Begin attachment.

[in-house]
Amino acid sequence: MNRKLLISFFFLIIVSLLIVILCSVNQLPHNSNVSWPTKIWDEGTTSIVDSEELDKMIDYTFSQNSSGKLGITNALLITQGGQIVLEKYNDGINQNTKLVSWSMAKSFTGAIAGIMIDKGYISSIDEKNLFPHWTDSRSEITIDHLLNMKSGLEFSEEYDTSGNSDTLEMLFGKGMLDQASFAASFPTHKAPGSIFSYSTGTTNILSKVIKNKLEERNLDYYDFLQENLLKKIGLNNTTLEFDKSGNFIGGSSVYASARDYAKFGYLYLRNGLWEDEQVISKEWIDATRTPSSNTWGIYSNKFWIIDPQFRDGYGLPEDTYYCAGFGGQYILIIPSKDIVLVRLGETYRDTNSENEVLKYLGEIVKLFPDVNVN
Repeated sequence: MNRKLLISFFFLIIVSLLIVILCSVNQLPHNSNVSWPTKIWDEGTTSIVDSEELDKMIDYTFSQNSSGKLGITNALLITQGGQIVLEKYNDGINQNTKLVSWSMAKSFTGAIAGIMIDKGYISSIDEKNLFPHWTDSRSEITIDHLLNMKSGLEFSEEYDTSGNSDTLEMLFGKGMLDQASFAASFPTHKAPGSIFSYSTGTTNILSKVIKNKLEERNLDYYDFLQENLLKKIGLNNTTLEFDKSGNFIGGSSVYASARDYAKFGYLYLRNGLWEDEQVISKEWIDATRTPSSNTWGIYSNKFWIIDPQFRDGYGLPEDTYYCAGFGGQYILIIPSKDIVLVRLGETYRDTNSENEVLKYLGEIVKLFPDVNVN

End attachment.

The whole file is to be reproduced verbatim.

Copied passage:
[in-house]
Amino acid sequence: MNRKLLISFFFLIIVSLLIVILCSVNQLPHNSNVSWPTKIWDEGTTSIVDSEELDKMIDYTFSQNSSGKLGITNALLITQGGQIVLEKYNDGINQNTKLVSWSMAKSFTGAIAGIMIDKGYISSIDEKNLFPHWTDSRSEITIDHLLNMKSGLEFSEEYDTSGNSDTLEMLFGKGMLDQASFAASFPTHKAPGSIFSYSTGTTNILSKVIKNKLEERNLDYYDFLQENLLKKIGLNNTTLEFDKSGNFIGGSSVYASARDYAKFGYLYLRNGLWEDEQVISKEWIDATRTPSSNTWGIYSNKFWIIDPQFRDGYGLPEDTYYCAGFGGQYILIIPSKDIVLVRLGETYRDTNSENEVLKYLGEIVKLFPDVNVN
Repeated sequence: MNRKLLISFFFLIIVSLLIVILCSVNQLPHNSNVSWPTKIWDEGTTSIVDSEELDKMIDYTFSQNSSGKLGITNALLITQGGQIVLEKYNDGINQNTKLVSWSMAKSFTGAIAGIMIDKGYISSIDEKNLFPHWTDSRSEITIDHLLNMKSGLEFSEEYDTSGNSDTLEMLFGKGMLDQASFAASFPTHKAPGSIFSYSTGTTNILSKVIKNKLEERNLDYYDFLQENLLKKIGLNNTTLEFDKSGNFIGGSSVYASARDYAKFGYLYLRNGLWEDEQVISKEWIDATRTPSSNTWGIYSNKFWIIDPQFRDGYGLPEDTYYCAGFGGQYILIIPSKDIVLVRLGETYRDTNSENEVLKYLGEIVKLFPDVNVN